Solas is a WordPress theme that will appeal to anyone with lots of high-quality, full-size images to show off. Whether you are building a creative portfolio, or want to showcase a business or service using powerful imagery, Solas aims to help you present your visual content in the best possible way.
However, while there is a strong focus on displaying images, Solas has many other features which make it more than just a portfolio or photography theme. Some of those features include pricing tables, team profiles, sliders, and testimonials. These features make Solas ideal for use as a theme for creating agency websites as well as promotional sites for brands or organisations that use lots of strong images to tell their story.
Features and Usage
Installing Solas is straightforward and simply requires the zip archive of the theme files to be uploaded via the WordPress admin dashboard. There are two required plugins for Solas and after activating the theme the opportunity is presented to install and activate them, all from within the admin dashboard.
The two plugins in question are Titan Shortcodes V2 and WPTitan Tables. While they are included with the theme, both are freely available from the theme developers for those who want to use them with other themes. These plugins deliver extra features and by using plugins to provide these features, users aren’t locked into a theme should they make use of any of the shortcodes provided, they keep the plugins installed.
Before we look at the main features in detail, here is a quick rundown of the main components of this theme:
- Fluid responsive layout
- Easy import and demo recreation
- Two starter skins
- Easily switch from a horizontal or vertical header layout
- Sticky menu
- Layout builder
- Selection of shortcodes
- 100+ Web fonts
- Pricing table builder
- Create unlimited sidebars
- Selection of custom post types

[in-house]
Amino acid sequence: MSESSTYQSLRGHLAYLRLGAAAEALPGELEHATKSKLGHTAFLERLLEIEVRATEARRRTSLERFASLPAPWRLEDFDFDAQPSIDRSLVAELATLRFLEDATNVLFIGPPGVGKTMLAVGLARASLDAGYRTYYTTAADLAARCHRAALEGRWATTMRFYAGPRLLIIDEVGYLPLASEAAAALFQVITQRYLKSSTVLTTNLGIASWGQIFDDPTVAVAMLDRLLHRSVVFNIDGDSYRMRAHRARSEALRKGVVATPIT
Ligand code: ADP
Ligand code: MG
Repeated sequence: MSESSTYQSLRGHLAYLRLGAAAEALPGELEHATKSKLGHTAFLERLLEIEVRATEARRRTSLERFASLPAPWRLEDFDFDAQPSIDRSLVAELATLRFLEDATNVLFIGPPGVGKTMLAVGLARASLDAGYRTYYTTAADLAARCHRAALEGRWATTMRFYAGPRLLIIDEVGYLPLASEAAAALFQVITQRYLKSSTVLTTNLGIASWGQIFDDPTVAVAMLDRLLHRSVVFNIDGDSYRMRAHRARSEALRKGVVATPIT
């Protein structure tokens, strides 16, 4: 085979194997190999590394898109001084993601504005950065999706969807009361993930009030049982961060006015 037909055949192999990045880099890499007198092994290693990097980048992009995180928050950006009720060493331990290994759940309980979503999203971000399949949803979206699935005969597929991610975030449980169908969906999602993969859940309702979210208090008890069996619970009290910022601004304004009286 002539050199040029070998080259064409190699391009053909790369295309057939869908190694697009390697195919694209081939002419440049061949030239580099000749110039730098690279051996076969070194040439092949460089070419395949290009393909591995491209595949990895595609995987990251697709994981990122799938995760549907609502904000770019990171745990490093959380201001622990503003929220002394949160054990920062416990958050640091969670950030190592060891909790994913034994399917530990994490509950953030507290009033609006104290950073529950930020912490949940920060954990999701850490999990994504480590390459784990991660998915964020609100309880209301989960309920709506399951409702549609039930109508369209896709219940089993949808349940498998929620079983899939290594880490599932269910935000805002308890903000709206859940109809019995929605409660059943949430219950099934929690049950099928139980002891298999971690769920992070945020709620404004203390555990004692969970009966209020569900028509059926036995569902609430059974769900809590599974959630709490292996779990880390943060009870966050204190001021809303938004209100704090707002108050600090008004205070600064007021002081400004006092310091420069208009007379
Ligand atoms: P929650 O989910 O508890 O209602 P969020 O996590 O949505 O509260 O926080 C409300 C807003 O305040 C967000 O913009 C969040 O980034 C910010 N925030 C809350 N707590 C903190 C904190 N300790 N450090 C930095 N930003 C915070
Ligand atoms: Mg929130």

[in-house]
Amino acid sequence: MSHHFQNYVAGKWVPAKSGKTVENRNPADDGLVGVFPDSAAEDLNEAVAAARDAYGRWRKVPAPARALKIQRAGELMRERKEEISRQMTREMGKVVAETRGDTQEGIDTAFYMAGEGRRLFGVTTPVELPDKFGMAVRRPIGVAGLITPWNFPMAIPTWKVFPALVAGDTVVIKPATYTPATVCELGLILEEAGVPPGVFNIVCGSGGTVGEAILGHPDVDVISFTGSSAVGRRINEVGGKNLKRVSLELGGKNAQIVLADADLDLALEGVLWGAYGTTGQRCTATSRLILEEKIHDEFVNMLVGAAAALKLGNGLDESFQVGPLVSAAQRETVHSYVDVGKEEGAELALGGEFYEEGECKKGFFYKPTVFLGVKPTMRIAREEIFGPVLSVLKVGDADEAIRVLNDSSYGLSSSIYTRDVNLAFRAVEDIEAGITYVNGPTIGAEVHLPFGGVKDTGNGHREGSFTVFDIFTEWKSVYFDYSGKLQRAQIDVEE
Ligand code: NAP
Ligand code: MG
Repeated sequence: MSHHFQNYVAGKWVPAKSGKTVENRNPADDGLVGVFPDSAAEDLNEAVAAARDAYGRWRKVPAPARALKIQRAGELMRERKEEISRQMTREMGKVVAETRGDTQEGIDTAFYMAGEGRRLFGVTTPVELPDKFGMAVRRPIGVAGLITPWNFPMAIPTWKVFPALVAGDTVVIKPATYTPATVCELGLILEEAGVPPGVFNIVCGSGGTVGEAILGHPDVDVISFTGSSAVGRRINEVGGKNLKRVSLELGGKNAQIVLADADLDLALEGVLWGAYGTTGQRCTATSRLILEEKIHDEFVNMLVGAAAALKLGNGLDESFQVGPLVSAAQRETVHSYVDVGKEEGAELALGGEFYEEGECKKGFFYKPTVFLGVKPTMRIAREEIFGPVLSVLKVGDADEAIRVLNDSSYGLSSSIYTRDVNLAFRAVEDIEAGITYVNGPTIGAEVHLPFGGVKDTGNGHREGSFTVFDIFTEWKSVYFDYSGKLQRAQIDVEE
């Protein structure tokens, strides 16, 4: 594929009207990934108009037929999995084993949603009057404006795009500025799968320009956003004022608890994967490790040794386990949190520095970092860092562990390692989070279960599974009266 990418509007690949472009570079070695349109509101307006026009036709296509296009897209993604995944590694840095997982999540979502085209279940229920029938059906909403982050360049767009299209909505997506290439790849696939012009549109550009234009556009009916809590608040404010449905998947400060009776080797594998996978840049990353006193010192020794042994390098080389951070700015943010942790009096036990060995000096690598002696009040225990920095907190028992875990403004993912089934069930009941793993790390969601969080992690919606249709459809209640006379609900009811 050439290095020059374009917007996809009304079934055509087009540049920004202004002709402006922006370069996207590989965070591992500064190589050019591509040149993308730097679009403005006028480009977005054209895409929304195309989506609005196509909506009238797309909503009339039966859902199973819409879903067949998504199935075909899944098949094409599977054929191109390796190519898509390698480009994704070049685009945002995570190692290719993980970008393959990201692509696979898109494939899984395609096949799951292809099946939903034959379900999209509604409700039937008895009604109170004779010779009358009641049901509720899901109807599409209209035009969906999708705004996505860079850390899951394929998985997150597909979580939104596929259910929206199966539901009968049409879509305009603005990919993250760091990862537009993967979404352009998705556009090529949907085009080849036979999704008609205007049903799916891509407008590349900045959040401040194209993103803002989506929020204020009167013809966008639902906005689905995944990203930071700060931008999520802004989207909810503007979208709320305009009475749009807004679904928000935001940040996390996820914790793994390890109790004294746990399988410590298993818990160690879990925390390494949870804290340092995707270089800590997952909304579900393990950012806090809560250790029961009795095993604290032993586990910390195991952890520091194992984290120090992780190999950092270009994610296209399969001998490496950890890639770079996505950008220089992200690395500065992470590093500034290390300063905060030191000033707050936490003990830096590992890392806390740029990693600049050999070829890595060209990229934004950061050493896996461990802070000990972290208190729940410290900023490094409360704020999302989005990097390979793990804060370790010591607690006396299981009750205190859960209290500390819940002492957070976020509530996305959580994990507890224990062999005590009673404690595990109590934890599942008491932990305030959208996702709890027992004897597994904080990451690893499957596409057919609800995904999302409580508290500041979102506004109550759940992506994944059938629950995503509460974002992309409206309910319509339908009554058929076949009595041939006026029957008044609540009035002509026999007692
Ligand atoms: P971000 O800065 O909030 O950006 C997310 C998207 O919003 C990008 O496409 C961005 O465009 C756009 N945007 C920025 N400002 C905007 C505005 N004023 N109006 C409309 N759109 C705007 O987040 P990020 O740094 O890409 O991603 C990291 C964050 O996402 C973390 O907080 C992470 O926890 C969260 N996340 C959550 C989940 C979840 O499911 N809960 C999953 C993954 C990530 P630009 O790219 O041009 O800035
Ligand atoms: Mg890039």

As you can see you can do a lot with this theme right out of the box, including using it with a horizontal or vertical header menu area, and creating your own skins using the starter skin templates.
Replicating the Solas Demo
After installing the theme, there is an option to use the auto installer to quickly set the theme up to resemble the demo version of Solas. If you already have content published on your site then this isn’t the best approach and its recommend to follow the manual setup process.
However, if you are using a new WordPress installation then using the Titans Installer is a quick and painless way to get your site up and running with a great base to work from. In just a few clicks it was possible to have a very impressive website up and running. After running the installer you can then go in and add your own content and start making changes to the layout of the site to best meet your needs.
Theme Options Panel
The options panel for the Solas theme is not too different from the native WordPress UI in terms of appearance, but is different enough to be slightly awkward to use thanks to the lack of a fluid responsive layout and needlessly large header rows.
The use of the accordion style layout can save on space, but can also be confusing when used on a page with only item. There were also ‘read documentation’ links that went to pages that no longer exist, or links pointing to the wrong pages on the developer’s site.
However, the theme options panel does give you a good amount of control over the appearance of your site. From the settings panel you can easily change the following properties:
- Set the logos and header images
- Enter links to your social profiles
- Enable/disable comments
- Typography settings including using custom web fonts
- Configure the footer and enable footer widgets
- Enable/disable the responsive layout
- Choose a vertical or horizontal header layout
- Configure how blog posts are displayed
- Select a colour scheme skin
- Setup how 404 page not found messages are handled
Solas Layout Builder